Many senior citizens are concerned about the impact health care reform will have on them. They’ve been targeted by opponents of federal health care reform with false and misleading claims.
One fear is that reform will come at the expense of Medicare benefits or other current coverage. The fact is Medicare was created by our government more than 40 years ago out of the belief that no one should go without health care once they reach retirement age. That commitment will not change. Neither will benefits.
Current reform efforts aim to improve Medicare’s finances so it will remain viable for generations to come. If we don’t take action now to reduce fraud, abuse and insurance company overpayments, it’s estimated that by 2017 the money Medicare spends on benefits will exceed its income. Seniors would then have to pay more or they would receive fewer Medicare benefits. Health care reform legislation will improve Medicare’s finances.
Reform legislation would also help older Americans who are not enrolled in Medicare by making it illegal for insurance companies to deny coverage to people with pre-existing conditions. The bills in both chambers also require insurance companies to cover routine screenings for preventive care such as diabetes, osteoporosis and colonoscopies with no out of pocket costs. And both bills would end age discrimination by making it illegal for insurance companies to charge ridiculous rates for people just because they are older.
One of the biggest concerns for seniors on Medicare is the notorious “donut hole” in their prescription drug coverage. If passed, health care reform would fix the problem and provide brand name drugs for half the cost for those who enter the gap.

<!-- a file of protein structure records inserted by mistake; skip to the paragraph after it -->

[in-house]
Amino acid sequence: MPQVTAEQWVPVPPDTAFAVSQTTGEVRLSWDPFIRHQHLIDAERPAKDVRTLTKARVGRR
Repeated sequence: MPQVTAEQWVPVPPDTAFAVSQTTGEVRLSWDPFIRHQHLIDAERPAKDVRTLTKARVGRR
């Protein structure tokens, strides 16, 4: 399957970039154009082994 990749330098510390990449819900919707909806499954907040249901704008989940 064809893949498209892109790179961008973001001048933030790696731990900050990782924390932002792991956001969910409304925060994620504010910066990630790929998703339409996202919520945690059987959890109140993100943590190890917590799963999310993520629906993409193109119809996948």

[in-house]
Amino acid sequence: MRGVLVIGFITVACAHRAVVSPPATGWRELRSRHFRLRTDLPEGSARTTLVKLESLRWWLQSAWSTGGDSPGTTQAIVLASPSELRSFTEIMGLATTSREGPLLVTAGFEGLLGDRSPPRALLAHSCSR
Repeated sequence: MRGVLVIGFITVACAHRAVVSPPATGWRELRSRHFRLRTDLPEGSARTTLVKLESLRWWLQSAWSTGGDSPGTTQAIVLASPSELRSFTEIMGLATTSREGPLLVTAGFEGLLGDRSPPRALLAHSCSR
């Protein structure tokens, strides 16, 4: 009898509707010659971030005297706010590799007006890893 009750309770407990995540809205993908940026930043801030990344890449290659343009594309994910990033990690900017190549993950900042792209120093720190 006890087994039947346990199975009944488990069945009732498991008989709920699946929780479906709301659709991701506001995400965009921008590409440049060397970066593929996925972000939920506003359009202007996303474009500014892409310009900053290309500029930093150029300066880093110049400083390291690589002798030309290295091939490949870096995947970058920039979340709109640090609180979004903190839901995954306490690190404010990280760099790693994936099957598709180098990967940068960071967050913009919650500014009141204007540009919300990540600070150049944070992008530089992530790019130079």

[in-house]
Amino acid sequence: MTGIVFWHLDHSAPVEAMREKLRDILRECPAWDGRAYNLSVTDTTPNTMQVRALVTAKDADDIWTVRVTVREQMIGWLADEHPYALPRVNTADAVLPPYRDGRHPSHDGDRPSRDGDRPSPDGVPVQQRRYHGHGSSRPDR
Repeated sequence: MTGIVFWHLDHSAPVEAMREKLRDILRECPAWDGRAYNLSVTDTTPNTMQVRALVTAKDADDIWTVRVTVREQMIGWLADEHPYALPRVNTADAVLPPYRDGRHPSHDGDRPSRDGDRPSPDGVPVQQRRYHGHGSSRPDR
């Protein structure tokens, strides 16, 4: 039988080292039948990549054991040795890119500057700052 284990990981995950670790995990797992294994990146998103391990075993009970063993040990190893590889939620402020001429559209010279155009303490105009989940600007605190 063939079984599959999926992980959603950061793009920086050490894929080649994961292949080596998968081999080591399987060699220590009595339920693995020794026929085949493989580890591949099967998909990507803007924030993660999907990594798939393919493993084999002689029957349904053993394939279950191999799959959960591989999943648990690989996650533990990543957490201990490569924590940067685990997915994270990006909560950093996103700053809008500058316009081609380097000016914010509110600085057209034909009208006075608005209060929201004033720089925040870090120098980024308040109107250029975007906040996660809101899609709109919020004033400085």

We have almost 900,000 Medicare beneficiaries in Washington state. This year, Medicare is expected to pay nearly a quarter more for the average patient in traditional Medicare in Florida than for a Medicare patient in Washington. However, the higher rate of reimbursement in Florida doesn’t result in better health outcomes. Our state has a tradition of more efficient, lower cost care that produces better outcomes. Our providers should not be punished for being efficient.
The comparison is even more striking for rural areas of Washington. Because of the low rates paid to physicians and other providers, many seniors enrolled in traditional Medicare are having trouble finding a doctor. Many physicians are only accepting Medicare Advantage patients because they receive higher payments through those arrangements.
Both the House and Senate health care reform bills include a way to “level the playing field” and create more equity in Medicare reimbursement across the country. That means our providers will be receiving a higher rate of reimbursement for Medicare when reform is implemented. And the unfair advantage of Medicare Advantage private insurance plans would be reduced.
Sen. Maria Cantwell and Rep. Jay Inslee have worked long and hard on this critical element of making health reform fair to our provider community. In addition, the restoration of scheduled cuts to Medicare reimbursements is one of the many reasons why the American Medical Association endorses health care reform.
Implementation of some of these proposed changes, such as closing the prescription “donut hole,”could begin as early as next year. Others would come into play in 2014.
The nation’s leading advocate for seniors, AARP, has endorsed the House health care reform bill because it knows the legislation would be good for all Americans. And here in Washington, a recent poll of AARP members found 68 percent of them support national health reform.
Attempts to create anxiety among seniors have been one of the more distressing elements of this year’s health reform debate. Last August notorious “death panels” were promoted, and in the next few weeks, as the final phase of the debate begins, we will no doubt see many more alarmist and misleading charges. But please don’t be misled. Both health care reform bills have tremendous benefits for seniors.
Sen. Karen Keiser (D-Kent) chairs the Senate Health &Long-Term Care Committee. Rep. Eileen Cody (D-West Seattle) chairs the House Health Care and Wellness Committee.